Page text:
The fact that the series was shot almost entirely on location gives it a vibrancy that is a million miles away from the artificial world of the traditional shot-in-the-studio shot-on-video feel of previous British TV cop shows. The pursuit of realism can be a dead end if it’s done the wrong way, but The Sweeney does it the right way.

Episode Guide

Selected Target starts the season in style. Colly Kibber, a big time villain just released from prison, is believed to be planning a big job. A very big job. First he has some some business to attend to with his former cell-mate, Titus Oates. He thinks Oates informed on him. Kibber then gives his wife her marching orders. He has a replacement for her already lined up. Or rather, two replacements, both call girls. Scotland Yard has a mammoth surveillance operation in place to foil Kibber’s plans and this is what worries Regan. He doesn’t like such mammoth operations. He’s not exactly a team player. Which story has all the trademarks of this series - plenty of violence, a bit of sleaze, crisp dialogue and a script that combines deviousness with cynicism. Excellent episode.

In from the Cold involves not just cold-blooded criminals, but very cold criminals (you’ll have to watch this one to know what I mean). Regan spots a villain named Billy Medhurst in a fish and chip shop. Medhurst was involved in a robbery a couple of years earlier in which a policeman was shot and crippled. Now he’s got Medhurst in custody but can he keep him under lock and key? And what is Medhurst’s shady lawyer up to? Not to mention Billy’s wife. It all hinges on steaks. A lot of them. A typical episode but a very good one with the usual mix of humour and violence.

Visiting Fireman throws pretty much everything at Jack Regan. It starts with a known villain being arrested for a robbery but the villain has an alibi and it’s Regan who supplies the alibi. Which causes Jack all sorts of problems, with maybe even his career being on the line. Then Turkish policeman Captain Shebbeq arrives and wants Regan’s help on an investigation he’s conducting into long-distance lorry hijackings in Turkey. Regan and Shebbeq are old mates so you won't be surprised to hear that Shebbeq’s main interests in life are football, booze and birds. There’s a lot more to the truck hijackings than meets the eye, things that ordinary policeman shouldn’t get mixed up in. They could get killed or they could see their career go down the gurgler. This episode really does have everything. It even has Regan and Carter doing a song-and-dance routine. There’s also Helga, the very cute German barmaid at the Turkish Club. This episode is totally over-the-top but enjoyably so.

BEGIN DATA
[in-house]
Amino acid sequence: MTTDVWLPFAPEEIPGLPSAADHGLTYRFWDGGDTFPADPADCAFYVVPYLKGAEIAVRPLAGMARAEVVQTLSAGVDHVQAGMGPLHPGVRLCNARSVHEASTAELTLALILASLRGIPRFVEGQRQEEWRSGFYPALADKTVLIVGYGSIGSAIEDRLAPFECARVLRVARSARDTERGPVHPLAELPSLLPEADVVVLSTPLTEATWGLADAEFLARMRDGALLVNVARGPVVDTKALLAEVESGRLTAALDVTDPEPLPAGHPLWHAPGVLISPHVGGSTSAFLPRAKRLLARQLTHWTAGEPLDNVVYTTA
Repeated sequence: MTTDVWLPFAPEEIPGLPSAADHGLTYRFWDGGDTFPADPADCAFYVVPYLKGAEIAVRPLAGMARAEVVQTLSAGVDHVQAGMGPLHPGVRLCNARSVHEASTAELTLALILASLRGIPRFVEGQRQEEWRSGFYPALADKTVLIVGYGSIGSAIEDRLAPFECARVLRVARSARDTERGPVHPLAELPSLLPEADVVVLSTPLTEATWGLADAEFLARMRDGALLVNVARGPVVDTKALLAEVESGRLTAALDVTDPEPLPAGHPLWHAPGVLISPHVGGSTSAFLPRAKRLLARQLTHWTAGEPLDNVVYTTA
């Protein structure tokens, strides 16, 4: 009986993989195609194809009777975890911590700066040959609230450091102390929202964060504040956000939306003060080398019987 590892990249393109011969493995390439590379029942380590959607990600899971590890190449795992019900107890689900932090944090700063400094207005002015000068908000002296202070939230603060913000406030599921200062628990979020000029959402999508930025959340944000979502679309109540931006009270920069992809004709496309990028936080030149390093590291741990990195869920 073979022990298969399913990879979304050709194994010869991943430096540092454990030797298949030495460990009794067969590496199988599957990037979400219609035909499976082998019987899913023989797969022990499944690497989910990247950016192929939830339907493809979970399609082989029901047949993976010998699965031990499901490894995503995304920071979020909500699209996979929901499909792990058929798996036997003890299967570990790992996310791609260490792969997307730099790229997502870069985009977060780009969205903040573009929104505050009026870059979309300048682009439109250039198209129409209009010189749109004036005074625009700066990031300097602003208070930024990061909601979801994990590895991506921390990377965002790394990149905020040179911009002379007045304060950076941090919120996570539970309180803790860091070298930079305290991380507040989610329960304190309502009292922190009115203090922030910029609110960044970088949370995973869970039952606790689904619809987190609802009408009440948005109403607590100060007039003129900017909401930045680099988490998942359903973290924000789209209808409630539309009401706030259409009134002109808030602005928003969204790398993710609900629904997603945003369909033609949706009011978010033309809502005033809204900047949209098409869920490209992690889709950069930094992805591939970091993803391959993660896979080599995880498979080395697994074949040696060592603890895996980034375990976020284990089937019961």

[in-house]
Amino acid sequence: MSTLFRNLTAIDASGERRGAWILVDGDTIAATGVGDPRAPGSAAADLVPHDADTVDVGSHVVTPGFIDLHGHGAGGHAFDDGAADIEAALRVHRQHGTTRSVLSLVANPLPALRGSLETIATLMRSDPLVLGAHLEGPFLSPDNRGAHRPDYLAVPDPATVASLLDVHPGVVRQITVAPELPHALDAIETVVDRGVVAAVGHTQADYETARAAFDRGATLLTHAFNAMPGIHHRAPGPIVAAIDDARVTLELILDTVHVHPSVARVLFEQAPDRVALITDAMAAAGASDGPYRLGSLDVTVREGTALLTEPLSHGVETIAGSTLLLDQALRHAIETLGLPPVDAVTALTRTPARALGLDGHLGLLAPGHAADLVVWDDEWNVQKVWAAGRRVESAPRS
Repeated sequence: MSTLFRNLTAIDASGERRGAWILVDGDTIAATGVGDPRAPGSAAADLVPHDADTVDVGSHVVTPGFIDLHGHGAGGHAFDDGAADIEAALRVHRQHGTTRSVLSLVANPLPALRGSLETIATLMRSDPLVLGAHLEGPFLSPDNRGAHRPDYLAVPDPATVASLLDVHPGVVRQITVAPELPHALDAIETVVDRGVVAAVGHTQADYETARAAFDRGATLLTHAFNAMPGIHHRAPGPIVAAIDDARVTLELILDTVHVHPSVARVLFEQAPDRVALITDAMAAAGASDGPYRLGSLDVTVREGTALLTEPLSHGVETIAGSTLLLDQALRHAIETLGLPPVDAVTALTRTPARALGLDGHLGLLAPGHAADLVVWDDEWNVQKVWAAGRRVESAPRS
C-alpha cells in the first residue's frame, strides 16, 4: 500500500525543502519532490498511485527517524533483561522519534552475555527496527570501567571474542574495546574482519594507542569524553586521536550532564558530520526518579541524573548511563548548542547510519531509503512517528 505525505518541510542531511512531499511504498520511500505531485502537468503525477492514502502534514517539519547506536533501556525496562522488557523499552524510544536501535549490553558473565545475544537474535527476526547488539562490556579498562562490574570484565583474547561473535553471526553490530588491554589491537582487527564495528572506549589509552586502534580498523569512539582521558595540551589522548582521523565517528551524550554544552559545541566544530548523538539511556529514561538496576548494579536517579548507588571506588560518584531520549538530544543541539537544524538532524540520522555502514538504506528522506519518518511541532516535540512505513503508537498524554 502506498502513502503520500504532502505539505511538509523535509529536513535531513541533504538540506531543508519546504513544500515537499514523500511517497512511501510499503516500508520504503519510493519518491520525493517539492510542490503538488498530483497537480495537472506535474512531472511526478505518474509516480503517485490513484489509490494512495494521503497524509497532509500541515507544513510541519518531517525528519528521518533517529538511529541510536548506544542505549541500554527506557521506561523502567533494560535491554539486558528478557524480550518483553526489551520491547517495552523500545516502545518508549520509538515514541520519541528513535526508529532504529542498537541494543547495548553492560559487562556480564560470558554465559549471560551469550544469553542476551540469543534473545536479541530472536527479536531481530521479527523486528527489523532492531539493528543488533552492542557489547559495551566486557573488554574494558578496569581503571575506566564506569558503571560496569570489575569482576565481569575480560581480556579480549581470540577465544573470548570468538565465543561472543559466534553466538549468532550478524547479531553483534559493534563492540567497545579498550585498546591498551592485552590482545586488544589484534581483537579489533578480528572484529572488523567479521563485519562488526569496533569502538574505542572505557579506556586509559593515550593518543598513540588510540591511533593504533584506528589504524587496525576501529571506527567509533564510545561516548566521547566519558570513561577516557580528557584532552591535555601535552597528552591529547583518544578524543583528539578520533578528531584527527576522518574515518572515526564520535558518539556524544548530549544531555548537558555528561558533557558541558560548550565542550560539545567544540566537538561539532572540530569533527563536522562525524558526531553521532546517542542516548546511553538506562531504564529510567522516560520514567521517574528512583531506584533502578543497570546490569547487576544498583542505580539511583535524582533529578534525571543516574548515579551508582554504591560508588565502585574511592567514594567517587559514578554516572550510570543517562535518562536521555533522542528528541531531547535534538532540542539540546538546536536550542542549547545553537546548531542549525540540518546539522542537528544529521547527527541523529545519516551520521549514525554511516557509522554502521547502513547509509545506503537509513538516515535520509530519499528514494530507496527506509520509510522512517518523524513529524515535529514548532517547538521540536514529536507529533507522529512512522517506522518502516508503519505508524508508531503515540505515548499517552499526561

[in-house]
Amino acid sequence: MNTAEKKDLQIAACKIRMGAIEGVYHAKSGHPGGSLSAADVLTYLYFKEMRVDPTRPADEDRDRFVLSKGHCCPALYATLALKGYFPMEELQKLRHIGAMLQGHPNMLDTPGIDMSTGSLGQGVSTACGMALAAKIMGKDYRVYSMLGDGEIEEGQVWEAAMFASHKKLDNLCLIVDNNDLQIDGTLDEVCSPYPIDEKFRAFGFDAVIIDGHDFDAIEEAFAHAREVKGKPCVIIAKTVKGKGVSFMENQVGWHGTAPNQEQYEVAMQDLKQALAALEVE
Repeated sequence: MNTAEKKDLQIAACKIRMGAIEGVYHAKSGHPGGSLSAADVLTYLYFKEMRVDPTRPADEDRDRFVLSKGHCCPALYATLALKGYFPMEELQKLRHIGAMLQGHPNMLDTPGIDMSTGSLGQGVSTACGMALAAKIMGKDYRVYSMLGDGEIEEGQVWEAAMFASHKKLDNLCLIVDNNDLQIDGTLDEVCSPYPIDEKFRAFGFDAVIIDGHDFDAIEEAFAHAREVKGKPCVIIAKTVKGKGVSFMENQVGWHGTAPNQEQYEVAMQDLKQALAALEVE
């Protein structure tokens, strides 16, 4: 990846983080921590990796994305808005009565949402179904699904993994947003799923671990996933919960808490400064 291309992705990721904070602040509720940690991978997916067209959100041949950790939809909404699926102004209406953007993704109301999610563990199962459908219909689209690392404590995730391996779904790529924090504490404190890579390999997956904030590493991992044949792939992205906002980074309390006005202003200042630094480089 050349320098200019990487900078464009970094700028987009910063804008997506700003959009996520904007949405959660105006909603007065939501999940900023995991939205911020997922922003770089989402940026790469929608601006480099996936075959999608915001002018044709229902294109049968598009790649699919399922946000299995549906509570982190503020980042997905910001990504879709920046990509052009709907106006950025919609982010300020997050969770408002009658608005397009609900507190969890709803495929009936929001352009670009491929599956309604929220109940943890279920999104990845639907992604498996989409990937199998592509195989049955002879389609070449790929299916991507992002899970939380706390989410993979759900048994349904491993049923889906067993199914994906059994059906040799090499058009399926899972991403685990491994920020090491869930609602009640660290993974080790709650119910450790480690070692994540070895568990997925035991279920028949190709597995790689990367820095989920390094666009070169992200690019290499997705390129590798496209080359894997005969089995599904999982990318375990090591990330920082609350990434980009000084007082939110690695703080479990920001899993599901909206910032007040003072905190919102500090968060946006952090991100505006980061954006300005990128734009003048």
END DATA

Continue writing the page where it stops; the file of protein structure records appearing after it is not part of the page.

Tomorrow Man deals with cyber-crime, 1976-style. The Flying Squad think computer whizz-kid Tony Gray (John Hurt), just out of prison after serving a sentence for manslaughter after killing a woman in a traffic accident, is up to something big. They have no idea what it is since they don’t know anything about computers. Regan however finds a charming young lady named Dr Smart (yes really) from the Home Office who does understand such things. Gray’s plan is a good one and he always seems to be a step ahead of Regan and Carter who are meanwhile busily engaged in trying to figure out how to get Dr Smart into bed.

In Taste of Fear a couple of army deserters commit a particularly violent robbery. Catching them should be easy but it isn’t and DI Regan has another problem - a new sergeant on the Flying Squad, named Hargreaves. Regan has serious doubts that the man can be relied on, but he can’t be quite certain whether he’s going to have to get rid of him or not. If he does it will be the end of Hargreaves’ career. Sometimes Jack Regan hates his job.

Bad Apple presents the Squad with an unpleasant case, investigating possible corruption in a divisional CID. Regan goes undercover at the Blue Parrot club which disbelieved top be making payoffs. Haskins and Carter sift through the paperwork, looking for anomalies in prosecutions that could be pointers to the culprits. A good episode.

May helped Regan keep his sanity when his wife left him so he owes her and now May’s son has got himself into a spot of bother with the law. An elderly moneylender has been badly beaten and a witness puts young Davey at the spot and the police find five hundred quid hidden beneath the seat of his motorcycle. And then Davey does a runner so now he’s really in trouble and May wants Jack to get him out of it. It turns out that Davey has managed to get himself into some truly spectacular trouble and not just with the law. A very good episode.